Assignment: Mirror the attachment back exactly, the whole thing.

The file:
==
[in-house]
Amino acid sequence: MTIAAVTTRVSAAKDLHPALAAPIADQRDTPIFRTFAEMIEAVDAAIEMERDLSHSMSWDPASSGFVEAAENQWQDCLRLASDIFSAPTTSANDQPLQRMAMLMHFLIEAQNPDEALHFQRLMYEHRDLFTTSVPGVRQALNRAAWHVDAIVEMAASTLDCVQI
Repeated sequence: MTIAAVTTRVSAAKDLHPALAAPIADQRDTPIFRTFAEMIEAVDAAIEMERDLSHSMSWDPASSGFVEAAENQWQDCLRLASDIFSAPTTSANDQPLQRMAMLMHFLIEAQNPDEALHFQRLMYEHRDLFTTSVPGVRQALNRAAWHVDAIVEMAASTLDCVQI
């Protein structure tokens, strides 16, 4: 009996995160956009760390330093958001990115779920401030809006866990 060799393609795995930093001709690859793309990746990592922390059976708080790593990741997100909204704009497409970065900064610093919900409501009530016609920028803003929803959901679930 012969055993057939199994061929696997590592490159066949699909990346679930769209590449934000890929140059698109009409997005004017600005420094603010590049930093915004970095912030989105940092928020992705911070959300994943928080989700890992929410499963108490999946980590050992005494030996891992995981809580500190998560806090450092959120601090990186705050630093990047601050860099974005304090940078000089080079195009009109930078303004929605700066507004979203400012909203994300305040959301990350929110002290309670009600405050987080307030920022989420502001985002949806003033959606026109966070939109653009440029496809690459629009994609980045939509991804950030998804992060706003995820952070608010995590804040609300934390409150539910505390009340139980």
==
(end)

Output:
[in-house]
Amino acid sequence: MTIAAVTTRVSAAKDLHPALAAPIADQRDTPIFRTFAEMIEAVDAAIEMERDLSHSMSWDPASSGFVEAAENQWQDCLRLASDIFSAPTTSANDQPLQRMAMLMHFLIEAQNPDEALHFQRLMYEHRDLFTTSVPGVRQALNRAAWHVDAIVEMAASTLDCVQI
Repeated sequence: MTIAAVTTRVSAAKDLHPALAAPIADQRDTPIFRTFAEMIEAVDAAIEMERDLSHSMSWDPASSGFVEAAENQWQDCLRLASDIFSAPTTSANDQPLQRMAMLMHFLIEAQNPDEALHFQRLMYEHRDLFTTSVPGVRQALNRAAWHVDAIVEMAASTLDCVQI
């Protein structure tokens, strides 16, 4: 009996995160956009760390330093958001990115779920401030809006866990 060799393609795995930093001709690859793309990746990592922390059976708080790593990741997100909204704009497409970065900064610093919900409501009530016609920028803003929803959901679930 012969055993057939199994061929696997590592490159066949699909990346679930769209590449934000890929140059698109009409997005004017600005420094603010590049930093915004970095912030989105940092928020992705911070959300994943928080989700890992929410499963108490999946980590050992005494030996891992995981809580500190998560806090450092959120601090990186705050630093990047601050860099974005304090940078000089080079195009009109930078303004929605700066507004979203400012909203994300305040959301990350929110002290309670009600405050987080307030920022989420502001985002949806003033959606026109966070939109653009440029496809690459629009994609980045939509991804950030998804992060706003995820952070608010995590804040609300934390409150539910505390009340139980």